2012年9月8日 星期六

poach, de facto, de jure, offering, take on,different take, brain drain,cookware habitat

Michael Feroli, an economist at J.P. Morgan, offers a slightly different take. Large firms, he says, tend to do most of their hiring in the fourth quarter, whereas smaller ones mostly hire in the second quarter. Since the recession ended in 2009, large firms have been healthier than small firms, which could explain why employment consistently strengthens in the fourth quarter and weakens in the second.
Editorial

Elephant Slaughter

China's lust for illegal ivory has turned Africa into a poachers' playground.



But the role is rife with potential conflicts. Wall Street firms risk provoking the ire of a client if they poach hedge fund talent or compete for the same potential employees. It also raises a question of loyalty; hedge fund executives may be swayed to direct business to the Wall Street firm that hired them rather than the bank that makes the best sense for investors.

A Taiwan duo fight to preserve the black bear

Habitat loss and illegal poaching have reduced the number of black bears on Taiwan to just a few hundred.

A bear-hunter turned gamekeeper and a woman called the 'bear mother' are fighting to reverse the plight of Taiwan's black bears.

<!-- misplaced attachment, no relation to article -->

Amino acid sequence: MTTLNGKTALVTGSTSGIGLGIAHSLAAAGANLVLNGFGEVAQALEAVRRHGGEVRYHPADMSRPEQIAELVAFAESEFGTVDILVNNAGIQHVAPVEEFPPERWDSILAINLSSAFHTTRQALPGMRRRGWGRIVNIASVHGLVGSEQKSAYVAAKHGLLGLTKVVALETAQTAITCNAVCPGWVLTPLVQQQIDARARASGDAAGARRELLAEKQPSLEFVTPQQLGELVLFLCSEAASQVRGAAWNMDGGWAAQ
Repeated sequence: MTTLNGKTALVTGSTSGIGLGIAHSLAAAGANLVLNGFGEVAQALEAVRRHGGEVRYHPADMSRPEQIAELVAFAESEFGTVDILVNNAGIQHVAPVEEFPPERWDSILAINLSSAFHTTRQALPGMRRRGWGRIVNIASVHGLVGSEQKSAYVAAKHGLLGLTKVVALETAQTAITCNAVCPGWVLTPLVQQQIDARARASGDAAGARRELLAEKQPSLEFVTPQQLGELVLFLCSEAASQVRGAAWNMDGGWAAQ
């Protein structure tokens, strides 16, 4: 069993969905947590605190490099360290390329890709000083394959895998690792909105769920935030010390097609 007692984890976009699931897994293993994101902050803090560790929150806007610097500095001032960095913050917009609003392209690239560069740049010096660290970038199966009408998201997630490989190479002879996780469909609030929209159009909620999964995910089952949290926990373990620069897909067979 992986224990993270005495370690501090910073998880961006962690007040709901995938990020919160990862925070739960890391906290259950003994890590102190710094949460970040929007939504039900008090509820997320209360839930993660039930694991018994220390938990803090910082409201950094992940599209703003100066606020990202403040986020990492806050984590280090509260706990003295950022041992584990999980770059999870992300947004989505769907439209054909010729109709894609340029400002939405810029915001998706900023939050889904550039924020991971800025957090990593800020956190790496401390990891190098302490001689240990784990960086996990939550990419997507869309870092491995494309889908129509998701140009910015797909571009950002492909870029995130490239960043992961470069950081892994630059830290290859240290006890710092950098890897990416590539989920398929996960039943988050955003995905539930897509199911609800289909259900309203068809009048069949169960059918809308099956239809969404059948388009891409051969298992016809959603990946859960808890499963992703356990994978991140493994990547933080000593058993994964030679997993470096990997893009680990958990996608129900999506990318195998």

Report: Elise Potaka, Taiwan


Google Risks China Brain Drain
Tech companies in China have begun aggressively trying to poach talent from Google in the wake of its pledge to stop complying with Chinese government censorship rules.



EMC Nabs Intel Talent; Race on for CEO
EMC is poaching a top Intel executive, setting up a possible battle over who will succeed the current CEO at the computer-storage giant.


Report: Google, Apple Had Deal Not to Poach Employees
Digital Media Wire
Google (NASD: GOOG) and Apple (NASD: AAPL) had an unofficial agreement not to poach employees from one another, TechCrunch reported, citing unnamed former ...

From One Chicken Breast, Many Meals

By MARTHA ROSE SHULMAN
Chicken that's been poached and shredded can be used in a variety of healthy dishes.
Such family dynasties are common across Japan, the product of more than a half-century of Liberal Democratic Party control that allowed lawmakers to build powerful local political machines and then hand them down to children and grandchildren.
Now, as the party faces its biggest challenge since its founding in 1955, such de facto hereditary control of parliamentary seats is coming under unprecedented criticism here. But it is also showing stubborn resilience.


Nokia takes on Huawei in connecting laptops